I’ve even had some success hitting the long irons, especially off the tee. I was surprised at the distance I was getting, especially with the 4-iron, however, it does have 20º of loft. Does that mean I’ll ditch my 7-wood? Not just yet, because for the most part I hit it really well. However, I’ll keep working with the 4-iron and see where it takes me. Either my golf swing is getting better, or it’s all about the technology, or a little bit of both.
The higher trajectory, sans the ballooning, gives you the added benefit of landing the ball on the green softly without all that nasty rollout. When it comes to the scoring clubs, 8-AW, high and straight will translate to lower scores. I also hit a few low punch shots with the pitching wedges into a brisk wind, and had no problem keeping the ball down.
The graphite shafts feel quite smooth and have a very nice feel to then. For an OEM shaft it performs quite admirably.
On a closing note, I don’t find the RocketBladez to be “ridiculously long”. They are longer, but not ridiculously so. I am more impressed with how straight they are and how they feel when you hit the sweet spot.
I wanted to talk a bit more about this because I was so surprised the first time I hit one on the sweet spot. I was on the range warming up (I usually start out chipping and pitching until I get loose), and I grabbed the nine iron, took a full swing, hit it well, and oh my. The shot felt very similar to a forged iron. I then took the 7-iron. Same thing. I wanted to see if this was for real and head out to the course.
I decided to leave all my woods in the bag and play from the forward tees with just the irons. I wanted to hit every tee shot with an iron to see if I was imagining things. Maybe the range shots were an anomaly.
No, they weren’t. A well struck tee shot, shots out of the fairway, shots out of the rough, all had a forged feel to them. Nice! Remember though, I’m playing graphite shafts here. Perhaps that had something to do with it? I don’t know.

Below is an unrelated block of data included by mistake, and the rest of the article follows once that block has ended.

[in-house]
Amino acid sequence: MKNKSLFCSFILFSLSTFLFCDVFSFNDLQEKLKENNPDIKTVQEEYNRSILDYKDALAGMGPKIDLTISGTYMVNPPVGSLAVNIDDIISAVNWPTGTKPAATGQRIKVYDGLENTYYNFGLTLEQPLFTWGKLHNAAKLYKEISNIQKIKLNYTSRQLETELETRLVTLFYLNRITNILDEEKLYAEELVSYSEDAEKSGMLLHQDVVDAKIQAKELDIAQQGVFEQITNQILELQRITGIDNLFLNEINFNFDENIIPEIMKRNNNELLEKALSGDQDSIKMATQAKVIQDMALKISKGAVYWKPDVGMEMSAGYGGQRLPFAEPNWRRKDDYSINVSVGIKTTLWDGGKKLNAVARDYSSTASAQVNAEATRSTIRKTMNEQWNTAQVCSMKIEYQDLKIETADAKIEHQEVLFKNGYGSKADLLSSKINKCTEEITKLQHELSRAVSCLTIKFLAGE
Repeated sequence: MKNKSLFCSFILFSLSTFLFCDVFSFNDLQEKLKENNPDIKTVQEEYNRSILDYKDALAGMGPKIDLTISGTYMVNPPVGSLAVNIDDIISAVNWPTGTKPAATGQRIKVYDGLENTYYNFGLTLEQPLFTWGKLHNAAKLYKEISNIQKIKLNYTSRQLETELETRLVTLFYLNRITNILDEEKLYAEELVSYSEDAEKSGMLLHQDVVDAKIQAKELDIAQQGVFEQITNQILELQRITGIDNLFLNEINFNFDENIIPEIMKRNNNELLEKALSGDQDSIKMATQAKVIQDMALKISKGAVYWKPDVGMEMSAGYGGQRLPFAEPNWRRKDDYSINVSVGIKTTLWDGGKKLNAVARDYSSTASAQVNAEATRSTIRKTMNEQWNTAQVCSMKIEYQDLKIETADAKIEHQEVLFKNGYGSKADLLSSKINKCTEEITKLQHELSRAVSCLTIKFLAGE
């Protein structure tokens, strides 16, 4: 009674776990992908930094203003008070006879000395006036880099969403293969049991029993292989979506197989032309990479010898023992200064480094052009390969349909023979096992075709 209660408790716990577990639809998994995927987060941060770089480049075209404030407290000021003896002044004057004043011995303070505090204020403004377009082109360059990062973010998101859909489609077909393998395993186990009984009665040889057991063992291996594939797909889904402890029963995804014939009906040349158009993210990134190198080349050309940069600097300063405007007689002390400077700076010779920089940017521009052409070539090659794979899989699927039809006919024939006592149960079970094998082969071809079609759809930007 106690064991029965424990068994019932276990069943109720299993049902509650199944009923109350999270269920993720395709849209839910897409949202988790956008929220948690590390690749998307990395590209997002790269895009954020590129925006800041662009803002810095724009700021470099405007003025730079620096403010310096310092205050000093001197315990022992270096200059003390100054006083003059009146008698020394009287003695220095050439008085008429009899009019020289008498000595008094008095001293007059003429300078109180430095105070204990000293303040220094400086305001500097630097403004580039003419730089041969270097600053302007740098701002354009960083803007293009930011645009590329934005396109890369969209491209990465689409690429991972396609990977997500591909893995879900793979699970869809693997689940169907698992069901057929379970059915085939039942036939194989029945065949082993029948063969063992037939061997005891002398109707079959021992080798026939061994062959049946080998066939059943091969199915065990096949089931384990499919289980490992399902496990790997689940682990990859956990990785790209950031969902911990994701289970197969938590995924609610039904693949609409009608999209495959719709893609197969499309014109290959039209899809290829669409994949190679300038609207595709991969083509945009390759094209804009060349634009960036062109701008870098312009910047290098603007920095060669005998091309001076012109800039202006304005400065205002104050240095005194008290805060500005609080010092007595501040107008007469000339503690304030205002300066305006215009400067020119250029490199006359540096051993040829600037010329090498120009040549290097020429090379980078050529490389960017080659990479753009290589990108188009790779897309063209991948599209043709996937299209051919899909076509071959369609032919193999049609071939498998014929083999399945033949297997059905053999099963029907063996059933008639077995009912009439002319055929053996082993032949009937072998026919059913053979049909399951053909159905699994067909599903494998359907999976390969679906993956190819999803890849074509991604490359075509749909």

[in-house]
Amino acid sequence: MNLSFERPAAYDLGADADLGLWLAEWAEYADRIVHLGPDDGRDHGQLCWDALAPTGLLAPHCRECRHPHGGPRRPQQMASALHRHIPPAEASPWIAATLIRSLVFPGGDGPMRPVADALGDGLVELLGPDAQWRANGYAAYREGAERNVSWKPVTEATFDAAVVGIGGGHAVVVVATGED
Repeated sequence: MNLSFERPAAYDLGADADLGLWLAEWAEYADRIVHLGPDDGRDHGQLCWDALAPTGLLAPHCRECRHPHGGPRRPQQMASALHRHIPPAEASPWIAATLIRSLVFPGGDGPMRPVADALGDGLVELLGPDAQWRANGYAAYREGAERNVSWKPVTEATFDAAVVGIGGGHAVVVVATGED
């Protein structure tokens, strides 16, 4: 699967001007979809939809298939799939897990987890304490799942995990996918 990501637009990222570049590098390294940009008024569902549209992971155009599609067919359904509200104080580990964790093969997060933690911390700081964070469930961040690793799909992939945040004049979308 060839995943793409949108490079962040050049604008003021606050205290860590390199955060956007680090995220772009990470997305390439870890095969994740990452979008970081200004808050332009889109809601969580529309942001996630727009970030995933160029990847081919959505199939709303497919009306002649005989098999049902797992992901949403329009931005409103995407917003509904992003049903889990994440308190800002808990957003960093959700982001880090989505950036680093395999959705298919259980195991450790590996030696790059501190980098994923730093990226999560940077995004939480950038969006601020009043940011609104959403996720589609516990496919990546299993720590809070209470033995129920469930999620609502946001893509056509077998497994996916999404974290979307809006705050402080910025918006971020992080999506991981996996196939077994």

Included with the irons for me to test was a RocketBladez sand wedge with a loft of 55º. This is a great looking wedge, with a satin like finish, and a bit of a cavity back. The sand wedge has the same ATV sole (All-Terrain Versatility) that their “players” wedges have, but with a bit more forgiveness. I’ve always been a fan of the ATV because it allows a golfer to play a variety of shots from a variety of turf conditions and not have to be to concerned about bounce. I have a 64º ATV wedge that’s been terrific.
I wasn’t at all surprised at how well the sand wedge performed. It was great from the rough, off a tight lie, and out of the sand. It had some bite to it too and a few times the ball checked up on the green.
It always surprised me that people will be encouraged by their pro to purchase a set of game improvement irons, or based on an article they read in a golf magazine, or from a book they’ve read, but will still end up purchasing a set of “players” wedges. If a golfer purchases a set of game improvement irons, why not a set of game improvement wedges?
I would encourage anyone thinking of purchasing a set of RocketBladez irons to give the RocketBladez wedges serious consideration. The AW/SW/LW come in 50º/55º/60º respectively.
The TaylorMade RocketBladez is a game improvement iron that anyone can enjoy. These irons do everything well in a very nice looking package. They are bit longer, forgiving, straight, and feel terrific.
The casting process has come along way. For those of you that believe that forged is the only way to go, but have been looking for a more forgiving forged iron, I would suggest you take the RocketBladez for a test drive. I think you will be pleasantly surprised.
For those of you looking for a game improvement iron that has a nice understated look, with a hemi under the hood, you don’t have to look very far. There is a lot of technology packed into the RocketBladez, and the nice thing is you’re not hit over the head with it.
If you’re in the market for a new set of irons I think you owe it to yourself to give the RocketBladez a test drive, and please don’t forget the wedges.
That all said, you still have to put a good swing on whatever club you purchase, however I think TaylorMade hit a home run with the RocketBladez irons.
Overall Rating: 4.65/5.00
For more information on the RocketBladez irons, please visit Taylormade’s website at: http://taylormadegol...3,en_US,pd.html
Face of Sand Wedge
Back of Sand Wedge
Gap Wedge & Sand Wedge